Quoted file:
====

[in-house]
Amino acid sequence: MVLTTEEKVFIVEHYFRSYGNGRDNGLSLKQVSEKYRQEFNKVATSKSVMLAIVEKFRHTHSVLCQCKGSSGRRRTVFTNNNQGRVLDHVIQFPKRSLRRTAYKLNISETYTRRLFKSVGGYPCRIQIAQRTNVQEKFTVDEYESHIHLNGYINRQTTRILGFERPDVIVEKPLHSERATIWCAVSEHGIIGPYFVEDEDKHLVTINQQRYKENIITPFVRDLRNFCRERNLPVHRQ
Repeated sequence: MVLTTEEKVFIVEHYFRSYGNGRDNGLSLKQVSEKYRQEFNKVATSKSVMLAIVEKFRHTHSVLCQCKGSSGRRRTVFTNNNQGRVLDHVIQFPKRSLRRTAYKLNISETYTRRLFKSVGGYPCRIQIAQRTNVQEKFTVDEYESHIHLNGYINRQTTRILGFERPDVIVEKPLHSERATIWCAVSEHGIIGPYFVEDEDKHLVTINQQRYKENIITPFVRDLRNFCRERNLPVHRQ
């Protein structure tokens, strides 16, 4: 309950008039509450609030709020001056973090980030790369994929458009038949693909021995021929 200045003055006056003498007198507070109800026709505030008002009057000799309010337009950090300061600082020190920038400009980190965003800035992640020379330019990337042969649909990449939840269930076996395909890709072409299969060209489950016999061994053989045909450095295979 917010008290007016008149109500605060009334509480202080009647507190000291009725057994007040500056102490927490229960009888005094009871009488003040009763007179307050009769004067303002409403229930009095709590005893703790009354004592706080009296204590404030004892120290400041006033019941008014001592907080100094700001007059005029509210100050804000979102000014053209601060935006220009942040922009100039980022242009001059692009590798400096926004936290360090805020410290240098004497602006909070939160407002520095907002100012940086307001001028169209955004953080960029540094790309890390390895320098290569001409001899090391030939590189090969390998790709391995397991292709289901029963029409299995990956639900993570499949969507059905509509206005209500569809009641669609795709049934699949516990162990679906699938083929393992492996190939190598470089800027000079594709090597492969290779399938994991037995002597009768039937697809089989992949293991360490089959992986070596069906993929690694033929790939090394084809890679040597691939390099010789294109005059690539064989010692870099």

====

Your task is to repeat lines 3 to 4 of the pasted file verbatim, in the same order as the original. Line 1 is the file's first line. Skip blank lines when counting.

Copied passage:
Repeated sequence: MVLTTEEKVFIVEHYFRSYGNGRDNGLSLKQVSEKYRQEFNKVATSKSVMLAIVEKFRHTHSVLCQCKGSSGRRRTVFTNNNQGRVLDHVIQFPKRSLRRTAYKLNISETYTRRLFKSVGGYPCRIQIAQRTNVQEKFTVDEYESHIHLNGYINRQTTRILGFERPDVIVEKPLHSERATIWCAVSEHGIIGPYFVEDEDKHLVTINQQRYKENIITPFVRDLRNFCRERNLPVHRQ
């Protein structure tokens, strides 16, 4: 309950008039509450609030709020001056973090980030790369994929458009038949693909021995021929 200045003055006056003498007198507070109800026709505030008002009057000799309010337009950090300061600082020190920038400009980190965003800035992640020379330019990337042969649909990449939840269930076996395909890709072409299969060209489950016999061994053989045909450095295979 917010008290007016008149109500605060009334509480202080009647507190000291009725057994007040500056102490927490229960009888005094009871009488003040009763007179307050009769004067303002409403229930009095709590005893703790009354004592706080009296204590404030004892120290400041006033019941008014001592907080100094700001007059005029509210100050804000979102000014053209601060935006220009942040922009100039980022242009001059692009590798400096926004936290360090805020410290240098004497602006909070939160407002520095907002100012940086307001001028169209955004953080960029540094790309890390390895320098290569001409001899090391030939590189090969390998790709391995397991292709289901029963029409299995990956639900993570499949969507059905509509206005209500569809009641669609795709049934699949516990162990679906699938083929393992492996190939190598470089800027000079594709090597492969290779399938994991037995002597009768039937697809089989992949293991360490089959992986070596069906993929690694033929790939090394084809890679040597691939390099010789294109005059690539064989010692870099």